The London property market is so crazy that Barbican apartments are now selling for £1million

The London property market is so crazy that most Barbican apartments are now selling for £1million. The average cost of a property in the Brutalist development reached £1.016million in 2021, according to research by Savills estate agents.

Data shows 1960s estate prices have climbed 12% from £905,000 in 2019. The average estate property cost around £550,000 a decade ago and £260,000 in 2001. A newly built penthouse with five bedrooms, four bathrooms and a large balcony overlooking the city could be rented in the development for £4,500 a year in 1972.

Jack Downes, head of sales at Hamptons agents, said many of the recent buyers are people who fled London during the pandemic but have since returned either for work or because they miss the city. He told the Evening Standard: “Those who have migrated to the countryside or the coast now want a place in the city. Some did not expect to be called back to their office, others simply miss London.

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The estate was built with the aim of reviving the City of London after it was bombed by Hitler during World War II

The Barbican estate is made up of around 2,000 houses and was built by the City of London Corporation, which manages the Square Mile. It was designed to revive London’s financial district after it was razed during the Blitz.

The estate includes the Barbican Centre, the Guildhall School of Music and Drama, the City of London School for Girls and the Barbican Library. It is a Grade II listed development designed by architects Chamberlin, Powell and Bon.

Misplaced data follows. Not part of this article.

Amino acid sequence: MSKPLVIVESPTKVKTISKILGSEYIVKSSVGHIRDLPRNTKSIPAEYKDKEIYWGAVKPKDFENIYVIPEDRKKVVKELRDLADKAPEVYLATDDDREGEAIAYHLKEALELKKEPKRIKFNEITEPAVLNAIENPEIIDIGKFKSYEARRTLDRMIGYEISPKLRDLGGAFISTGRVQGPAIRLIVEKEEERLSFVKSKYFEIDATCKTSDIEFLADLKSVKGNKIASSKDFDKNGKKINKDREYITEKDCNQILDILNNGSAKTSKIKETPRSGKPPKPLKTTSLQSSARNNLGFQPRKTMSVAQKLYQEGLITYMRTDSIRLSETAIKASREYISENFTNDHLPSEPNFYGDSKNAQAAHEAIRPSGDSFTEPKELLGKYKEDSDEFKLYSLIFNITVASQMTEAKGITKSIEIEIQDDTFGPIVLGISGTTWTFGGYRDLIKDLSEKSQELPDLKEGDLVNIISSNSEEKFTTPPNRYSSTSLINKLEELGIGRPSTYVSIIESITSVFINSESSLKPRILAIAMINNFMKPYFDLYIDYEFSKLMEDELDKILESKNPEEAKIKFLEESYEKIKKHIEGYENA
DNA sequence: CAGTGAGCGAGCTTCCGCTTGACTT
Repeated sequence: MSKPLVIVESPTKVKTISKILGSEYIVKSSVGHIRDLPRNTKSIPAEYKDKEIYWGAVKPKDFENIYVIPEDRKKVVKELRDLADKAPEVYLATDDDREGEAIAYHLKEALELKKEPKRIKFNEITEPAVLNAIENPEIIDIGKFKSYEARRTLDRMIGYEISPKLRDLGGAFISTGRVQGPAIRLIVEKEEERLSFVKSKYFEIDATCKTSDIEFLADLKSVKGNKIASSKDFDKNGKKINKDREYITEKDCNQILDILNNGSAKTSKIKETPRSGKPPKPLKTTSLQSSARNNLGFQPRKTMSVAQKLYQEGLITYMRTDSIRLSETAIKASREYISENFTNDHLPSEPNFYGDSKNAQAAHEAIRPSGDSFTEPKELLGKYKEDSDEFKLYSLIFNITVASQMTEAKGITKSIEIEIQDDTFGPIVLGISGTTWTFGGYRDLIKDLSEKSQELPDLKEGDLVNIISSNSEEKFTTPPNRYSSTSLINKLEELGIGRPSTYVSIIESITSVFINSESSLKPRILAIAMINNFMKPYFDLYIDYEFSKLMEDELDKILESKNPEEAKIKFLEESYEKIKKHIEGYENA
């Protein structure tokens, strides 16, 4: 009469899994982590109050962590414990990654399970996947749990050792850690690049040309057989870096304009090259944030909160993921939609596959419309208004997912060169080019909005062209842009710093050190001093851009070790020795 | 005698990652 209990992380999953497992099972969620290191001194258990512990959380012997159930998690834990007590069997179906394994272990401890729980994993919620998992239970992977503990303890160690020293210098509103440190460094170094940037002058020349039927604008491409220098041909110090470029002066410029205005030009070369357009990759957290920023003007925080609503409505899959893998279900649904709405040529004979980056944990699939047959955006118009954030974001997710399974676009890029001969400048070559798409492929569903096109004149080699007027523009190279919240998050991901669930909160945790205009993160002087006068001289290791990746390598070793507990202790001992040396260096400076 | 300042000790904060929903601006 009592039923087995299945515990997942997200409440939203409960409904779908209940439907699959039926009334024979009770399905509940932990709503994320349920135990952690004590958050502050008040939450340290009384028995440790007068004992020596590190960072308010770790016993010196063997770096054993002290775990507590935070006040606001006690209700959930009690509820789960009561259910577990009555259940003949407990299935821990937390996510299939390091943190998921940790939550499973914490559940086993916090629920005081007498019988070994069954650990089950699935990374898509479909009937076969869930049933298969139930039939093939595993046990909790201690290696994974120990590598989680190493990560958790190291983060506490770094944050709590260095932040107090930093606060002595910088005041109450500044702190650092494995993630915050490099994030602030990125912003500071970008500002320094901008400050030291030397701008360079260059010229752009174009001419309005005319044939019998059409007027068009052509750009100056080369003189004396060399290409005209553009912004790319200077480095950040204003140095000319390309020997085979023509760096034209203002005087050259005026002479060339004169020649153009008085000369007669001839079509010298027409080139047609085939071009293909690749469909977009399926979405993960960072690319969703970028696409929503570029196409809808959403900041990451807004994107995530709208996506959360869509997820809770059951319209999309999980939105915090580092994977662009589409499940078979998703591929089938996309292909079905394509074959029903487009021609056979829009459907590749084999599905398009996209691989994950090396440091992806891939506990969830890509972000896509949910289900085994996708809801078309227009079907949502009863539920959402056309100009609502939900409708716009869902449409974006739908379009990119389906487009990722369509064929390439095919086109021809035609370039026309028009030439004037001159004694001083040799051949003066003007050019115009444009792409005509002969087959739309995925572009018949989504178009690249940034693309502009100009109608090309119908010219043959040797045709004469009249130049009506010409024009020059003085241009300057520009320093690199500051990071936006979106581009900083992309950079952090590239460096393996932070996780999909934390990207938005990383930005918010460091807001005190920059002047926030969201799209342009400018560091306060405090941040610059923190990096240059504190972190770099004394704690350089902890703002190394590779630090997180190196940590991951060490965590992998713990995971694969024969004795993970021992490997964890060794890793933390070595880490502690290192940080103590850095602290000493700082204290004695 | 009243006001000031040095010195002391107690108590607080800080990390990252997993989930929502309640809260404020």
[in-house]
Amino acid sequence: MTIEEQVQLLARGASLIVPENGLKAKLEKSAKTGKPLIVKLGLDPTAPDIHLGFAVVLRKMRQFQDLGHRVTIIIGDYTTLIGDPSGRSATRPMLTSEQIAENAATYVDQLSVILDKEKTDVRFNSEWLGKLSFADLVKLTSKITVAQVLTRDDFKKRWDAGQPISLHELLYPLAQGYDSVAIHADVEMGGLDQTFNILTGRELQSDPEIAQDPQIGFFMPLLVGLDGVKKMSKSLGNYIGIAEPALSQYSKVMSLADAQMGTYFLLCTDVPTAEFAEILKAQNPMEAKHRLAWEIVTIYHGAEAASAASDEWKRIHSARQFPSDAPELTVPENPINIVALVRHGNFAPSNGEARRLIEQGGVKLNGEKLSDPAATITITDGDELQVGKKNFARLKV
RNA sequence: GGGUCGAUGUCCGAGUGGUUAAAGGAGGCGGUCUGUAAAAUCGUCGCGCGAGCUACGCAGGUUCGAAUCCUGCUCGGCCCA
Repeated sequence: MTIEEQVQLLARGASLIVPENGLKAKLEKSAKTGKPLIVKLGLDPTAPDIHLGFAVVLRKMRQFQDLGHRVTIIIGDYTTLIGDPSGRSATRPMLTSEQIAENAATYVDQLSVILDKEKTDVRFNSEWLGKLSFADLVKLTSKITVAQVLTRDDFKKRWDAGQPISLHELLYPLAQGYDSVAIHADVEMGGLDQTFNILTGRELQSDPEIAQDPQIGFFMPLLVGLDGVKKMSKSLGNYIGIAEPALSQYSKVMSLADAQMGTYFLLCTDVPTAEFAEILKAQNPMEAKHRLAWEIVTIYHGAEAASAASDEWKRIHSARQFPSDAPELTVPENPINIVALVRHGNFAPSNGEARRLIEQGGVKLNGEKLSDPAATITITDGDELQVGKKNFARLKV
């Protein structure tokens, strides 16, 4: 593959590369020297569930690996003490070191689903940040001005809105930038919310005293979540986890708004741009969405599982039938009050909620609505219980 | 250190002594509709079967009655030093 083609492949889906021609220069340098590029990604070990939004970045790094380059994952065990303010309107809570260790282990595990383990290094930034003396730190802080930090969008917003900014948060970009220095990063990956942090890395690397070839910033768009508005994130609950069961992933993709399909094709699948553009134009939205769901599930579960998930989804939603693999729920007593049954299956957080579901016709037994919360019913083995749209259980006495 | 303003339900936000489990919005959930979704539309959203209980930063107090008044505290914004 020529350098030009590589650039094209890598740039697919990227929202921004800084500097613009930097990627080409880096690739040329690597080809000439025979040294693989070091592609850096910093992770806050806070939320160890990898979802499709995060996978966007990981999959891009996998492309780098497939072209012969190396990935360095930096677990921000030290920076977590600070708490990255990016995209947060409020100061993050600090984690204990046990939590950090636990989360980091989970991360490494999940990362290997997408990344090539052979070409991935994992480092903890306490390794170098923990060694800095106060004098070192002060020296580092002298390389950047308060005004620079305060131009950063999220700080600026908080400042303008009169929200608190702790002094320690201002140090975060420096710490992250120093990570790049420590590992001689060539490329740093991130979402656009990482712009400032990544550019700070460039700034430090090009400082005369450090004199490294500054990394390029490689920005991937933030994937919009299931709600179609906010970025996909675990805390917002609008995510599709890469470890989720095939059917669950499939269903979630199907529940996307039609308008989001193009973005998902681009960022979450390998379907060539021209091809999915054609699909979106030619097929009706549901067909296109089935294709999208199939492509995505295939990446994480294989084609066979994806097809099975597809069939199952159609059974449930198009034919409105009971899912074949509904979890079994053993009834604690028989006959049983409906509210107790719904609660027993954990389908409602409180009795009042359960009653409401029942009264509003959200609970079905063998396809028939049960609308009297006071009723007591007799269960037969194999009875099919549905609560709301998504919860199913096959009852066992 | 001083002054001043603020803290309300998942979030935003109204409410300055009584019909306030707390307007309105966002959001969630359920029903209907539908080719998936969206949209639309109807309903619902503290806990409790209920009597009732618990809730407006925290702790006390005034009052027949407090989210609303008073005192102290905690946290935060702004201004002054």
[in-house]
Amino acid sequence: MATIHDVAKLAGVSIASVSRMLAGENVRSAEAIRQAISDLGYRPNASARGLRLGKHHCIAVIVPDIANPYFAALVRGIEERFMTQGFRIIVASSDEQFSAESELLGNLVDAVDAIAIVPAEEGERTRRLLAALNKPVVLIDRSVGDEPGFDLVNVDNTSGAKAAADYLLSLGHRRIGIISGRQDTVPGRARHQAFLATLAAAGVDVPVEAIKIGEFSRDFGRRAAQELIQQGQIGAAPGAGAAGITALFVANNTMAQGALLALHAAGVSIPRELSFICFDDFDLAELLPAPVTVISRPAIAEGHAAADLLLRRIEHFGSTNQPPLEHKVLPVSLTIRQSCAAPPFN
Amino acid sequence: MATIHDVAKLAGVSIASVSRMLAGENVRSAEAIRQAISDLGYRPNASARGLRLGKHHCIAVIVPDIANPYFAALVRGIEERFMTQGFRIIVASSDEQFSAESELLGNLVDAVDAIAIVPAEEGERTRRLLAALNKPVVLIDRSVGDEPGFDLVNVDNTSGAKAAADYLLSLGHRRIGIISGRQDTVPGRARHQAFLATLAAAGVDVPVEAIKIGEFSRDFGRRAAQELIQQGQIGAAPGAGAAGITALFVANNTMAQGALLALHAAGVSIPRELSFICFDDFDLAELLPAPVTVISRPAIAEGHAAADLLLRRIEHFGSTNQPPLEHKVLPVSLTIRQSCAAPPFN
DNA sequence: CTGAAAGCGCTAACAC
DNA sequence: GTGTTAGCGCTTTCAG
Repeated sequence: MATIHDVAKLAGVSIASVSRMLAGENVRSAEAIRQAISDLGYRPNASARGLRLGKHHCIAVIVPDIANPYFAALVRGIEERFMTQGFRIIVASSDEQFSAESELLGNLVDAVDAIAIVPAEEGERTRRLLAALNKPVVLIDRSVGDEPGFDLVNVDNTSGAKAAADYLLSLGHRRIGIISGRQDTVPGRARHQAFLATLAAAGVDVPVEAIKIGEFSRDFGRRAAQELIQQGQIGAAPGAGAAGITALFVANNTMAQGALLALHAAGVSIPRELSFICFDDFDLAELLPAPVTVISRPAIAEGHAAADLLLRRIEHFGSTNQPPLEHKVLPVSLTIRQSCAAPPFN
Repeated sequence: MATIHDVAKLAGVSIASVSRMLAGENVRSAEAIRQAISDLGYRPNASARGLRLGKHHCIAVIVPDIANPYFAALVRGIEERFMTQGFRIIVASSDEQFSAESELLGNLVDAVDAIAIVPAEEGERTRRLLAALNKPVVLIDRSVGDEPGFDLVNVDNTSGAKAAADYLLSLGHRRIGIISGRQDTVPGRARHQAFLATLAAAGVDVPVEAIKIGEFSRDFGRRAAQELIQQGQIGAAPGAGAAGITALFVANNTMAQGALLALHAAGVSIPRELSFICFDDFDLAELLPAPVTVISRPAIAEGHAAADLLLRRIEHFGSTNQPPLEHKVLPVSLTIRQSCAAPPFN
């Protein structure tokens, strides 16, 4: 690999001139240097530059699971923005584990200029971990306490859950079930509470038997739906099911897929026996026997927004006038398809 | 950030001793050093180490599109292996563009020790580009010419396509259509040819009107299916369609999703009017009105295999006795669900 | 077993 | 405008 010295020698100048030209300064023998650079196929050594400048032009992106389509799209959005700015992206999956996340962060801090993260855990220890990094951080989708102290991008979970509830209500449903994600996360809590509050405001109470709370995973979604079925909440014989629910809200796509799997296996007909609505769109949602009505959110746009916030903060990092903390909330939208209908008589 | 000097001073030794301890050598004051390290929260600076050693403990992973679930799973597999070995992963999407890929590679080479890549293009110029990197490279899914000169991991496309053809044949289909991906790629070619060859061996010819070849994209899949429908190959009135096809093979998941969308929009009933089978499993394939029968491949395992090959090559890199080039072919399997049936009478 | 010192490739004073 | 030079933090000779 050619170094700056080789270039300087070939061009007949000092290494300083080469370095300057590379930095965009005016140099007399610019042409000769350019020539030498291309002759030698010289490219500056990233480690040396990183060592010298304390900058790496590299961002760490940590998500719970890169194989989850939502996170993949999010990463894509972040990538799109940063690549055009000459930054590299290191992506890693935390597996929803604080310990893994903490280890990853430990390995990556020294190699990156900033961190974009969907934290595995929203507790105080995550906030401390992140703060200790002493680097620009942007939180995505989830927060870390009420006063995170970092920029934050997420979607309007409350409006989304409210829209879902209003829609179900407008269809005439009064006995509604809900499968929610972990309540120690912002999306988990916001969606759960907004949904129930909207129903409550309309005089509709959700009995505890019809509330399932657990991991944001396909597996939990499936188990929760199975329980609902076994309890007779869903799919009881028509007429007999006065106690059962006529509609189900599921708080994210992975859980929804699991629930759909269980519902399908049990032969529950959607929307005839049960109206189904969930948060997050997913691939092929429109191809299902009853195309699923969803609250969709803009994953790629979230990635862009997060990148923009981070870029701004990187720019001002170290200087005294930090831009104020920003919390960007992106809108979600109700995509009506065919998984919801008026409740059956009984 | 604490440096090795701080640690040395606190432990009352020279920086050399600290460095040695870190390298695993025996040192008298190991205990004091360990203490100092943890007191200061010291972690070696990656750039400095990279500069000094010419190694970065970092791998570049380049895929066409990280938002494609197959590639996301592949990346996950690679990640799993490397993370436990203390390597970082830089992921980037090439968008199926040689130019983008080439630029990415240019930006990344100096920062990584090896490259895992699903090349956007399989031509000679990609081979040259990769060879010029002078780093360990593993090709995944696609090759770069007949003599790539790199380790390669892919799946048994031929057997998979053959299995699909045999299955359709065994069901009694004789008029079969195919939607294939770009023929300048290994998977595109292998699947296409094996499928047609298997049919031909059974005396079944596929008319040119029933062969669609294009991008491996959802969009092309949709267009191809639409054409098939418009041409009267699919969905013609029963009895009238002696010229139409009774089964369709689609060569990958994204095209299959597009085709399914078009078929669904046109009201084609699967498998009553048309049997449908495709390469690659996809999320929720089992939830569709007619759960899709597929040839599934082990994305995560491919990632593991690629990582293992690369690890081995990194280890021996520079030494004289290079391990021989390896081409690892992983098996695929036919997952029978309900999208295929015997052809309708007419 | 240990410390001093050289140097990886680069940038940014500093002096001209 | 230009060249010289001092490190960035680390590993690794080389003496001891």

It was hoped the multi-million pound development would entice more people to move to the Cripplegate area after World War II with homes aimed at middle and upper class residents. The first tenants moved into the estate in 1969 and it is now home to around 4,000 people.

A BBC program in the 1970s revealed that tenants living in posh flats on the 35-acre site struggled to do their laundry because there was no launderette. More recently, residents living at the end of Brandon Mews said they had been kept awake at night for the past eight years due to noise and vibrations from London Underground trains.

Despite its flaws, many people enjoy living on the estate. Resident Nadine Waddel told the BBC in 2019: “It has a unique spirit in that it is an open and democratic space and its history is of public spirit as a gift to the nation by the city.” The Barbican Center turns 40 this month and the winner of a design competition for a £150million renovation of the building will be announced by the City of London Corporation in April.

Penny D. Jackson